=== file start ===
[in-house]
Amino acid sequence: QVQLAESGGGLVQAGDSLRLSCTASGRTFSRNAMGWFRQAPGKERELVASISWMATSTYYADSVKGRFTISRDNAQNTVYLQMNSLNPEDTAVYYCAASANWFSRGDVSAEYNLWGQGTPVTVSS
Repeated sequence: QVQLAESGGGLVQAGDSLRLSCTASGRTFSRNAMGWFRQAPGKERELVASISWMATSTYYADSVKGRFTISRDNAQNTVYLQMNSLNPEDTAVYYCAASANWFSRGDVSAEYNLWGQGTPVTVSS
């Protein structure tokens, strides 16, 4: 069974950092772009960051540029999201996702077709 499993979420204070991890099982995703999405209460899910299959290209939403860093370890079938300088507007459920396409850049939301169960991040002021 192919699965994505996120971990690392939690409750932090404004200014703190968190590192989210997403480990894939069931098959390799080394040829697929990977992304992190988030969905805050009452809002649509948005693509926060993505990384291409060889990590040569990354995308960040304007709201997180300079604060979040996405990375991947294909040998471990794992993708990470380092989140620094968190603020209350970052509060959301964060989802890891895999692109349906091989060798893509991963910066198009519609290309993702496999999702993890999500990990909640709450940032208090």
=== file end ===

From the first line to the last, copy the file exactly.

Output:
[in-house]
Amino acid sequence: QVQLAESGGGLVQAGDSLRLSCTASGRTFSRNAMGWFRQAPGKERELVASISWMATSTYYADSVKGRFTISRDNAQNTVYLQMNSLNPEDTAVYYCAASANWFSRGDVSAEYNLWGQGTPVTVSS
Repeated sequence: QVQLAESGGGLVQAGDSLRLSCTASGRTFSRNAMGWFRQAPGKERELVASISWMATSTYYADSVKGRFTISRDNAQNTVYLQMNSLNPEDTAVYYCAASANWFSRGDVSAEYNLWGQGTPVTVSS
């Protein structure tokens, strides 16, 4: 069974950092772009960051540029999201996702077709 499993979420204070991890099982995703999405209460899910299959290209939403860093370890079938300088507007459920396409850049939301169960991040002021 192919699965994505996120971990690392939690409750932090404004200014703190968190590192989210997403480990894939069931098959390799080394040829697929990977992304992190988030969905805050009452809002649509948005693509926060993505990384291409060889990590040569990354995308960040304007709201997180300079604060979040996405990375991947294909040998471990794992993708990470380092989140620094968190603020209350970052509060959301964060989802890891895999692109349906091989060798893509991963910066198009519609290309993702496999999702993890999500990990909640709450940032208090």